When designing biosensors, researchers usually face frustrating tradeoffs, e.g. a platform adept at detecting nucleic acids may stumble when it comes to proteins or small molecules. Convergence may be at hand, however, as a recent article in Nature Chemistry describes the development of a universal detector. As their starting point, Das et al. selected an electrochemical detection scheme in which an electron acceptor is attracted to a nanoelectrode surface in proportion to the charge state of a tethered oligonucleotide probe. Because of the negative charge of the aptamer's phosphate backbone, this platform tends to suffer from a high-background signal and a dependence on the analyte triggering a meaningful change in electrostatics—a real headache for small molecules or proteins that are not highly charged. To guarantee a measurable change in charge, Das et al. introduced the neutralizer displacement assay (NDA). Here, the probe's initial charge is masked by a neutralizer, or a partially complementary peptide nucleic acid with five lysine residues at each terminus. This molecule neutralizes the charge at the sensor surface adjacent to the probe; when the analyte of interest displaces the neutralizer, a shift in charge should result. To test their theory, Das et al. investigated the suitability of the NDA for detecting two small molecules, ATP and cocaine. In each case, the current associated with the aptamer probe was substantially decreased in the presence of a neutralizer with two mismatches. When analyte was added, there was a 60-100% change in current, marking the first time this nanostructured microelectrode platform has been shown capable of detecting small molecules. Importantly, this capability does not come at the expense of nucleic acid detection. Using the NDA with a 20-mer target sequence, the authors observed concentration-dependent signal changes over five orders of magnitude, with a detection limit in the range of 100 aM. Under less ideal conditions, where matrix effects arise, target-specific signal was still readily detectable. A variation of the technique—in which the neutralizer is complementary to the target—also showed highly specific DNA detection. In tests with a thrombin aptamer, Das et al. confirm the technique is also applicable to protein detection. With appropriate chip design, multiplexing of up to 100 probes should be feasible, suggesting sensitive, simultaneous detection of tens of nucleic acid, protein, and small molecule analytes are within reach.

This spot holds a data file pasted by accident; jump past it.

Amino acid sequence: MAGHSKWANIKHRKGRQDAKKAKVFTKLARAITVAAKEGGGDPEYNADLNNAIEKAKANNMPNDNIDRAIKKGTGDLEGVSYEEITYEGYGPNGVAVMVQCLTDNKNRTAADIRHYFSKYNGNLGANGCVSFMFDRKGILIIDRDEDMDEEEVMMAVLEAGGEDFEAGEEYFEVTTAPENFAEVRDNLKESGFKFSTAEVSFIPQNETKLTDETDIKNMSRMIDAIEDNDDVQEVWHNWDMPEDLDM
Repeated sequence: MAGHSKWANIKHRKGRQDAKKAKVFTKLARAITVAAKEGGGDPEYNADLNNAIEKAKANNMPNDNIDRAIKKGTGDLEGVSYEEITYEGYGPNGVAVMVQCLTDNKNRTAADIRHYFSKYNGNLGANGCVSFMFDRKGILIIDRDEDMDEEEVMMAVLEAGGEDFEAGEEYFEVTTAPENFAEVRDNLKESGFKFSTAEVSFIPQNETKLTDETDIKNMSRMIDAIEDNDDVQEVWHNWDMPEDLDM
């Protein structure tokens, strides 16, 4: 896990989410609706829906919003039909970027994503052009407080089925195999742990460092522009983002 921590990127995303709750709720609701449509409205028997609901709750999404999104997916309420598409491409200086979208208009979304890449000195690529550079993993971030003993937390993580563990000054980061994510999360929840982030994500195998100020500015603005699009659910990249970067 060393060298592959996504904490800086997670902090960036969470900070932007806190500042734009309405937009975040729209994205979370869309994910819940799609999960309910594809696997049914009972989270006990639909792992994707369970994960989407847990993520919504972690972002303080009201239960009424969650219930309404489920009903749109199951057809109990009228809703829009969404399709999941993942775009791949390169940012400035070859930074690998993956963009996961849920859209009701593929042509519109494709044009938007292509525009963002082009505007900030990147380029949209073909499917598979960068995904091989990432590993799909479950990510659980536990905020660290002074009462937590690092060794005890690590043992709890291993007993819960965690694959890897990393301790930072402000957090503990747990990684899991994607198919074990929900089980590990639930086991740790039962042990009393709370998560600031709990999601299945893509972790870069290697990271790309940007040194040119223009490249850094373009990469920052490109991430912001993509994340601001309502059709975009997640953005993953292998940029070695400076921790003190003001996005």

J. Das et al. An ultrasensitive universal detector based on neutralizer displacement. Nat Chem. [Epub ahead of print, June 3, 2012; doi:10.1038/nchem.1367].Spy cam
Incubators are great places to grow cells, but not so helpful when it comes to observing what the cells are up to. In a typical time course experiment, flasks or dishes must be removed periodically for imaging under a microscope. Shuttling between incubator and microscope can be avoided with specialized live-cell imaging chambers or an incubator enclosure surrounding the microscope itself. The technical complexity and expense of these approaches can impose substantial barriers, which makes an article from Kim et al. appearing in Lab on a Chip so welcome. In this approach, the microscope is downsized to the extent that it can fit in a standard tissue culture incubator. Although compact imaging systems have been described and are even commercially available, these devices tend to be lens-free, which imposes strict limits on the distance the target object can be from the imaging system and requires image reconstruction algorithms. By contrast, Kim et al. couldn't make their mini-microscope much simpler: they open up a commercial webcam, reversed the plastic lens (housing it within a cut-off microcentrifuge tube), fashioned a frame to orient the lens to the webcam imaging sensor, and placed it underneath a flask or dish, with an LED for illumination. The mini-microscope fits easily within an incubator and connects through a USB port to a computer, where image capture and processing are handled with a MATLAB program. The mini-microscope can manage 100× to 400× magnification, with a resolution of about 1.4 µm. The image quality is sufficient for monitoring in vitro wound repair via the scratch assay or for gauging embryoid body formation in stem cell biology studies. The mini-microscope is not limited to live-cell monitoring, however, as the authors show that the system can track microdroplet formation in microfluidic chips, an important digital fluidics application. For more demanding uses, Kim et al. recommends swapping the default webcam lens with a higher-resolution variant and trading up to a high-speed image sensor. Even in its most basic implementation, however, the mini-microscope offers surprising flexibility and utility in projects for which conventional microscopes are too unwieldy.
Kim et al. A mini-microscope for in situ monitoring of cells. Lab Chip. [Epub ahead of print, July 4, 2012; doi:10.1039/ C2LC40345E].